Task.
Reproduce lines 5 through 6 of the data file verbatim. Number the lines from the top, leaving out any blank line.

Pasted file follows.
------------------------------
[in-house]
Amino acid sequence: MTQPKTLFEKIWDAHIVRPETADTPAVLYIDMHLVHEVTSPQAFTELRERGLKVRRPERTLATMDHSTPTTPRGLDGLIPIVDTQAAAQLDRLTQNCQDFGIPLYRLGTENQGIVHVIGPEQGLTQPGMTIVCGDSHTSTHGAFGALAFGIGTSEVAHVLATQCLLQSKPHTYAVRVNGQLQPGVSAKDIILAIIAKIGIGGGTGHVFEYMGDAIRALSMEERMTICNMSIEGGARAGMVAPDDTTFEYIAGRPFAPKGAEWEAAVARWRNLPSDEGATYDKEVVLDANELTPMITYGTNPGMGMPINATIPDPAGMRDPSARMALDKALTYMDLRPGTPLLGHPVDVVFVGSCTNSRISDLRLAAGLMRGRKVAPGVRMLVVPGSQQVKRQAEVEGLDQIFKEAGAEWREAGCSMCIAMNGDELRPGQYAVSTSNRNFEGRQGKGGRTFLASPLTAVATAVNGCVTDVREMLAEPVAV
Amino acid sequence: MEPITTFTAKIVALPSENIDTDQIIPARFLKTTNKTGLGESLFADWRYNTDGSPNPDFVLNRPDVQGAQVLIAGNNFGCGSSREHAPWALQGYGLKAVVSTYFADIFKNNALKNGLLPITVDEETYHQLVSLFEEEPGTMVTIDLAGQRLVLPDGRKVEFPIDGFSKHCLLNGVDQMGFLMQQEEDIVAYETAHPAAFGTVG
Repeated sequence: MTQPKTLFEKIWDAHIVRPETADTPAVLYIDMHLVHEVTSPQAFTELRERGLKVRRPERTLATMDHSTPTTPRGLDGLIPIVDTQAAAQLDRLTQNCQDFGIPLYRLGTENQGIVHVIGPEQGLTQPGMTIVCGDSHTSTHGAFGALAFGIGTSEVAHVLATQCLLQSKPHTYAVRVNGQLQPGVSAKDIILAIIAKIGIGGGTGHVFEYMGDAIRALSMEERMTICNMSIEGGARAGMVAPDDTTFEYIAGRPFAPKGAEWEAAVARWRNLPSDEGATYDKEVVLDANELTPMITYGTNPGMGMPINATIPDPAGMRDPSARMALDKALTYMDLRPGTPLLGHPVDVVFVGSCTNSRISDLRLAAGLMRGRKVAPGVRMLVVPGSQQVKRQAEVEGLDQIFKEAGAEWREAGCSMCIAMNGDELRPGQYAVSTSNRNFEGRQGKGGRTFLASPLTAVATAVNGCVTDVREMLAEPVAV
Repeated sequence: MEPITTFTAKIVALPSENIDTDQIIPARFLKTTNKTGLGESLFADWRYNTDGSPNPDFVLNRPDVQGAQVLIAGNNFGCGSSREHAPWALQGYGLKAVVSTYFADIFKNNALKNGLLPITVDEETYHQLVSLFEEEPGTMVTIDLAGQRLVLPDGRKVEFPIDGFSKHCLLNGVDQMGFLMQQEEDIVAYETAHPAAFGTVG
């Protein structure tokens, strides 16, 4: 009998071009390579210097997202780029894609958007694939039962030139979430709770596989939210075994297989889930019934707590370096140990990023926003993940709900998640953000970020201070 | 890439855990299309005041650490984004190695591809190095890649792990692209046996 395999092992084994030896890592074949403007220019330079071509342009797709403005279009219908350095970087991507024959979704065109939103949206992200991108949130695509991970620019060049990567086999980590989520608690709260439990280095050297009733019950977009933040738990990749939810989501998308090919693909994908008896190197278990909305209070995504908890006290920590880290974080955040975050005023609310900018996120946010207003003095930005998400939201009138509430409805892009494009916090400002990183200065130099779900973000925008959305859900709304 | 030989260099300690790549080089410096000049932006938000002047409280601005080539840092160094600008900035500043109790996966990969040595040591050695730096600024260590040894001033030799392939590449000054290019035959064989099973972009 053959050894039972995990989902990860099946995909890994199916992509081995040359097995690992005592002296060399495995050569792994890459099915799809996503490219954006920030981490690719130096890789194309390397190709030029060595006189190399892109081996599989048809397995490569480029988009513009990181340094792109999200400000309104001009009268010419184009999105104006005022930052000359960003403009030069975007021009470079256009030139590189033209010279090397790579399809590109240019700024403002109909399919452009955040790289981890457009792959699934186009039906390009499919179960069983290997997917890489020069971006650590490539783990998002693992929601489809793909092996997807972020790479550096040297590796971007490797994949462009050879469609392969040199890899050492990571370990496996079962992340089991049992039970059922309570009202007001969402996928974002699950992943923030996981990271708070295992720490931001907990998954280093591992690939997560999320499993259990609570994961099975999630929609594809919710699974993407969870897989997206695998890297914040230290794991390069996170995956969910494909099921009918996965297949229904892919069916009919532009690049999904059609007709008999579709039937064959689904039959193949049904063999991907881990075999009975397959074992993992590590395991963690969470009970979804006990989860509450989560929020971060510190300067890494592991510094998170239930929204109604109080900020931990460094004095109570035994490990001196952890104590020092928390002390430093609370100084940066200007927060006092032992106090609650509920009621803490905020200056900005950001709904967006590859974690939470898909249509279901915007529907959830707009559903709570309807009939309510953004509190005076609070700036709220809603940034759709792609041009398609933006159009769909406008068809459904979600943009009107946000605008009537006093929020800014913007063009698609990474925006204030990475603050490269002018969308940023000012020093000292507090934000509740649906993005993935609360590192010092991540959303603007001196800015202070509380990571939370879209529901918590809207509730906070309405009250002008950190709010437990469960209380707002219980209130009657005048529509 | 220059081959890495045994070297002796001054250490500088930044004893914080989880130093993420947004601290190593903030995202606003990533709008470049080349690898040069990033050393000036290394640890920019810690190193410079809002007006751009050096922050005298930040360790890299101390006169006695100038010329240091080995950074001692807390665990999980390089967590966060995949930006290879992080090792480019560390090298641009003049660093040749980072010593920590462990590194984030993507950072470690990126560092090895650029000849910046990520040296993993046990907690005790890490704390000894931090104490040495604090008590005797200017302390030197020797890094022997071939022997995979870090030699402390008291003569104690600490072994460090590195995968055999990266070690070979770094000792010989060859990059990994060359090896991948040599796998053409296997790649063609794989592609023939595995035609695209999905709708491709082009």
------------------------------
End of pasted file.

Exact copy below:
Repeated sequence: MEPITTFTAKIVALPSENIDTDQIIPARFLKTTNKTGLGESLFADWRYNTDGSPNPDFVLNRPDVQGAQVLIAGNNFGCGSSREHAPWALQGYGLKAVVSTYFADIFKNNALKNGLLPITVDEETYHQLVSLFEEEPGTMVTIDLAGQRLVLPDGRKVEFPIDGFSKHCLLNGVDQMGFLMQQEEDIVAYETAHPAAFGTVG
């Protein structure tokens, strides 16, 4: 009998071009390579210097997202780029894609958007694939039962030139979430709770596989939210075994297989889930019934707590370096140990990023926003993940709900998640953000970020201070 | 890439855990299309005041650490984004190695591809190095890649792990692209046996 395999092992084994030896890592074949403007220019330079071509342009797709403005279009219908350095970087991507024959979704065109939103949206992200991108949130695509991970620019060049990567086999980590989520608690709260439990280095050297009733019950977009933040738990990749939810989501998308090919693909994908008896190197278990909305209070995504908890006290920590880290974080955040975050005023609310900018996120946010207003003095930005998400939201009138509430409805892009494009916090400002990183200065130099779900973000925008959305859900709304 | 030989260099300690790549080089410096000049932006938000002047409280601005080539840092160094600008900035500043109790996966990969040595040591050695730096600024260590040894001033030799392939590449000054290019035959064989099973972009 053959050894039972995990989902990860099946995909890994199916992509081995040359097995690992005592002296060399495995050569792994890459099915799809996503490219954006920030981490690719130096890789194309390397190709030029060595006189190399892109081996599989048809397995490569480029988009513009990181340094792109999200400000309104001009009268010419184009999105104006005022930052000359960003403009030069975007021009470079256009030139590189033209010279090397790579399809590109240019700024403002109909399919452009955040790289981890457009792959699934186009039906390009499919179960069983290997997917890489020069971006650590490539783990998002693992929601489809793909092996997807972020790479550096040297590796971007490797994949462009050879469609392969040199890899050492990571370990496996079962992340089991049992039970059922309570009202007001969402996928974002699950992943923030996981990271708070295992720490931001907990998954280093591992690939997560999320499993259990609570994961099975999630929609594809919710699974993407969870897989997206695998890297914040230290794991390069996170995956969910494909099921009918996965297949229904892919069916009919532009690049999904059609007709008999579709039937064959689904039959193949049904063999991907881990075999009975397959074992993992590590395991963690969470009970979804006990989860509450989560929020971060510190300067890494592991510094998170239930929204109604109080900020931990460094004095109570035994490990001196952890104590020092928390002390430093609370100084940066200007927060006092032992106090609650509920009621803490905020200056900005950001709904967006590859974690939470898909249509279901915007529907959830707009559903709570309807009939309510953004509190005076609070700036709220809603940034759709792609041009398609933006159009769909406008068809459904979600943009009107946000605008009537006093929020800014913007063009698609990474925006204030990475603050490269002018969308940023000012020093000292507090934000509740649906993005993935609360590192010092991540959303603007001196800015202070509380990571939370879209529901918590809207509730906070309405009250002008950190709010437990469960209380707002219980209130009657005048529509 | 220059081959890495045994070297002796001054250490500088930044004893914080989880130093993420947004601290190593903030995202606003990533709008470049080349690898040069990033050393000036290394640890920019810690190193410079809002007006751009050096922050005298930040360790890299101390006169006695100038010329240091080995950074001692807390665990999980390089967590966060995949930006290879992080090792480019560390090298641009003049660093040749980072010593920590462990590194984030993507950072470690990126560092090895650029000849910046990520040296993993046990907690005790890490704390000894931090104490040495604090008590005797200017302390030197020797890094022997071939022997995979870090030699402390008291003569104690600490072994460090590195995968055999990266070690070979770094000792010989060859990059990994060359090896991948040599796998053409296997790649063609794989592609023939595995035609695209999905709708491709082009």